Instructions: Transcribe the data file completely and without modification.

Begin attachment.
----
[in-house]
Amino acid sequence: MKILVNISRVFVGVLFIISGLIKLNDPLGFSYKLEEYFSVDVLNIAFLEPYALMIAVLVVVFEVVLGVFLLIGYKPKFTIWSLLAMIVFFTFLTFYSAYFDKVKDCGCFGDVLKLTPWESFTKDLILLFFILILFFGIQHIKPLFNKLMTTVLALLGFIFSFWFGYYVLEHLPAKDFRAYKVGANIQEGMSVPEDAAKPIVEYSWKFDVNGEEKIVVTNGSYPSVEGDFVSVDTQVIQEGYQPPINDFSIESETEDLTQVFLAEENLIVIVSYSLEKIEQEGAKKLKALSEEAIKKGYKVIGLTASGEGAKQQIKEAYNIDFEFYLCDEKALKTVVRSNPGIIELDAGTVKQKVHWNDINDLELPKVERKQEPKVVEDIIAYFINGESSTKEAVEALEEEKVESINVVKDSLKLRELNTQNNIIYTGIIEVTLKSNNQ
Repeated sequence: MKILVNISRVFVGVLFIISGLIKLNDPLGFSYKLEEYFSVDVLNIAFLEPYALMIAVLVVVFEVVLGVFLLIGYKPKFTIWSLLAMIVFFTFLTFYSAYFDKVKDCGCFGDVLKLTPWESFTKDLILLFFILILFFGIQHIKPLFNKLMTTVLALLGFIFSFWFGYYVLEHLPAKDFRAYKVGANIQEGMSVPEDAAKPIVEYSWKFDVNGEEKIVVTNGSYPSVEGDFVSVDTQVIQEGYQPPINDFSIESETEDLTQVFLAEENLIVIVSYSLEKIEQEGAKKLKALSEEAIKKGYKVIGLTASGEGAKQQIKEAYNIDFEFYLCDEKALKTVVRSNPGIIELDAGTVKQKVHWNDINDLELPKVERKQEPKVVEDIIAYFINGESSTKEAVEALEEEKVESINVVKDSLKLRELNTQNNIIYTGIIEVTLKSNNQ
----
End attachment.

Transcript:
[in-house]
Amino acid sequence: MKILVNISRVFVGVLFIISGLIKLNDPLGFSYKLEEYFSVDVLNIAFLEPYALMIAVLVVVFEVVLGVFLLIGYKPKFTIWSLLAMIVFFTFLTFYSAYFDKVKDCGCFGDVLKLTPWESFTKDLILLFFILILFFGIQHIKPLFNKLMTTVLALLGFIFSFWFGYYVLEHLPAKDFRAYKVGANIQEGMSVPEDAAKPIVEYSWKFDVNGEEKIVVTNGSYPSVEGDFVSVDTQVIQEGYQPPINDFSIESETEDLTQVFLAEENLIVIVSYSLEKIEQEGAKKLKALSEEAIKKGYKVIGLTASGEGAKQQIKEAYNIDFEFYLCDEKALKTVVRSNPGIIELDAGTVKQKVHWNDINDLELPKVERKQEPKVVEDIIAYFINGESSTKEAVEALEEEKVESINVVKDSLKLRELNTQNNIIYTGIIEVTLKSNNQ
Repeated sequence: MKILVNISRVFVGVLFIISGLIKLNDPLGFSYKLEEYFSVDVLNIAFLEPYALMIAVLVVVFEVVLGVFLLIGYKPKFTIWSLLAMIVFFTFLTFYSAYFDKVKDCGCFGDVLKLTPWESFTKDLILLFFILILFFGIQHIKPLFNKLMTTVLALLGFIFSFWFGYYVLEHLPAKDFRAYKVGANIQEGMSVPEDAAKPIVEYSWKFDVNGEEKIVVTNGSYPSVEGDFVSVDTQVIQEGYQPPINDFSIESETEDLTQVFLAEENLIVIVSYSLEKIEQEGAKKLKALSEEAIKKGYKVIGLTASGEGAKQQIKEAYNIDFEFYLCDEKALKTVVRSNPGIIELDAGTVKQKVHWNDINDLELPKVERKQEPKVVEDIIAYFINGESSTKEAVEALEEEKVESINVVKDSLKLRELNTQNNIIYTGIIEVTLKSNNQ